And, these are only a handful of the examples that could be provided! Clearly then, the desire of the church to continue to hold to the concept of a literal interpretation of the first few chapters of Genesis is very much outdated and not at all scientifically tenable or otherwise rational – according to a professor teaching and heading the science department in one of the church’s own schools! One must either accept that life on Earth is old, or if one still believes that life was in fact created within just one literal week, to be consistent, one must therefore argue that the entire universe is young and was also created within that same week of creation. Of course, Professor Rodgers goes on to argue for God being the Designer of the universe, citing some of the numerous fine-tuned features of the universe necessary to support life. He also notes that several prominent physicists also argue favorably for the “anthropic” view of the universe with some kind of high-level intelligence behind it.
Rogers goes on to explain that there is a real problem with allowing for a “process-driven model for the universe”, starting with a “big bang," while denying a similar process-driven model for the “biosphere” – i.e., for life and its evolution over time. He goes on to quote himself in an earlier article that he wrote for Spectrum:
. . . cosmologists understand that the Big Bang singularity was just the beginning of a long process, which by all appearances was hugely violent, random and wasteful, but through which God has obviously produced a highly specific outcome – our anthropic universe. How do we feel about God implementing his grand design in such a protracted manner? Further, if as creationists we accept this view, do we in any way weaken the basis on which we might counter others who suspect that God may have used similar processes to develop life?
In other words, what’s wrong with neo-Darwinism and all the pain, suffering, and death, and general waste of life and resources required for Darwinian evolution to work if one already believes that God used essentially the same wasteful mechanism in the creation of the universe? Or to quote Rogers directly:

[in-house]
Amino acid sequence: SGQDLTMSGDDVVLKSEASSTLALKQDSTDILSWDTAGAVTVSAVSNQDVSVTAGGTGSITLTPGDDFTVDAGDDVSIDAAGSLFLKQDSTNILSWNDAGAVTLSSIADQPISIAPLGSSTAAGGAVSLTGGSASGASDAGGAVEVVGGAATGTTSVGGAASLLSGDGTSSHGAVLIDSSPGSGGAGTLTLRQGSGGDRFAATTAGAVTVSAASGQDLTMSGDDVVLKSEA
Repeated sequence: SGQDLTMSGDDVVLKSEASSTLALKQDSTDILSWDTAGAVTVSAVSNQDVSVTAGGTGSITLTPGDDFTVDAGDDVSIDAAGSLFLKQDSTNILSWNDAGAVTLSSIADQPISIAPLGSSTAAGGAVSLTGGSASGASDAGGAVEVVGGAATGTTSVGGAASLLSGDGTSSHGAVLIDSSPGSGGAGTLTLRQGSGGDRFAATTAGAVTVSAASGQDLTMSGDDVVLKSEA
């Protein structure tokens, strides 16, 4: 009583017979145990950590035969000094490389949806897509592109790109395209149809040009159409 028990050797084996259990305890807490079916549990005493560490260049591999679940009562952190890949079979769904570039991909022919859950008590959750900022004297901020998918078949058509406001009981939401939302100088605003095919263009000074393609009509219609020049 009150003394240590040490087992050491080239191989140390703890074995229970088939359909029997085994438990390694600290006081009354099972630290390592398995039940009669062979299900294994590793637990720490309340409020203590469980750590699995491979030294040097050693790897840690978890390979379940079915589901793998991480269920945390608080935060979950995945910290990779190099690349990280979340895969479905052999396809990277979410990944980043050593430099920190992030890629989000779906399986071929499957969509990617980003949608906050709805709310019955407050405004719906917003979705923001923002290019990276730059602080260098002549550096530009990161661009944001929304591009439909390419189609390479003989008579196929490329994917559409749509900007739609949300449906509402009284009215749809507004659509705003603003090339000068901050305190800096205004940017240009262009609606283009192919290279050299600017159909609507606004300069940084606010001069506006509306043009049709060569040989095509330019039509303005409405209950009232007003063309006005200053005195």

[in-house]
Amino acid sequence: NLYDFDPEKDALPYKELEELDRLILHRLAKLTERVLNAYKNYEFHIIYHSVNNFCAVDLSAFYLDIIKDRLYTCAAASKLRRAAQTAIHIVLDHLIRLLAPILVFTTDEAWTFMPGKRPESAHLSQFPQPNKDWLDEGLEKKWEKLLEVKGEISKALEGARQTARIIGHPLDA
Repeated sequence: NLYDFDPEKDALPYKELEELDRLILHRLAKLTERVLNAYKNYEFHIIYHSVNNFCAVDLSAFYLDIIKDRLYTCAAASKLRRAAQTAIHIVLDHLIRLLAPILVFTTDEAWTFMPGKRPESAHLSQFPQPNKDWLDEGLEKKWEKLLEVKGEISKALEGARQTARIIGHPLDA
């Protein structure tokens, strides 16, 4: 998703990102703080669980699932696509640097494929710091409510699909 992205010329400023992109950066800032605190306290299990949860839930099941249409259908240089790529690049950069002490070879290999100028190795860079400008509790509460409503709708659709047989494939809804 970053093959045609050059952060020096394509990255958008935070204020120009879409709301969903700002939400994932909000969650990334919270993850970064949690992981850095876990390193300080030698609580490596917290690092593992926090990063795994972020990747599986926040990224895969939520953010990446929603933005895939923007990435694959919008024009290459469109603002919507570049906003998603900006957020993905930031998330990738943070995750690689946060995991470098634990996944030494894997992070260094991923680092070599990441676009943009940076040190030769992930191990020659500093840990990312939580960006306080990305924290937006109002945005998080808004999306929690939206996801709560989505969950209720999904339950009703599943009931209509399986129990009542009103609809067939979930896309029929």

If God could set off the blue touch powder of the Big Bang in order to initialise this universe and set it on an inexorable path to a finely tuned state of suitability as a womb of life, why could not some similar event under His direction have initiated life itself and established its path to sentience and God-recognition? If it is theologically acceptable for God to use a developmental process for one, why not for the other? Conversely, if it is theologically unacceptable to entertain the idea of such a developmental sequence for life, then why is it acceptable for the universe?
Rogers goes on to argue that living things on this planet likely evolved in a very similar manner to how the universe “evolves," citing the theory that the first eukaryotic cell (cells that contain a nucleus) evolved through symbiotic means when prokaryotic bacteria were engulfed, but not digested, by the earliest ancestor to all eukaryotes. They eventually formed a symbiotic relationship and worked together to produce the ancestor of all eukaryotic creatures living today, giving rise to such things as mitochondria and chloroplasts.
This fortunate invasion is understood to have enabled a “complexity of structure and function that neither component could have evolved separately.”
So, what does this all mean? Well, according to Rogers, what this means is that “God’s causality is then indistinguishable from natural law....” In other words, there are no such things as “miracles” in nature that cannot be explained by what we term “the laws of nature” or that would require a special act of “intelligent design” of any kind, much less an act of Divine creative power outside of the natural laws that God originally created, Rogers explains that, “As scientists we can study the arrow in flight but science itself can show us neither the archer directing the process nor the end point – the target.”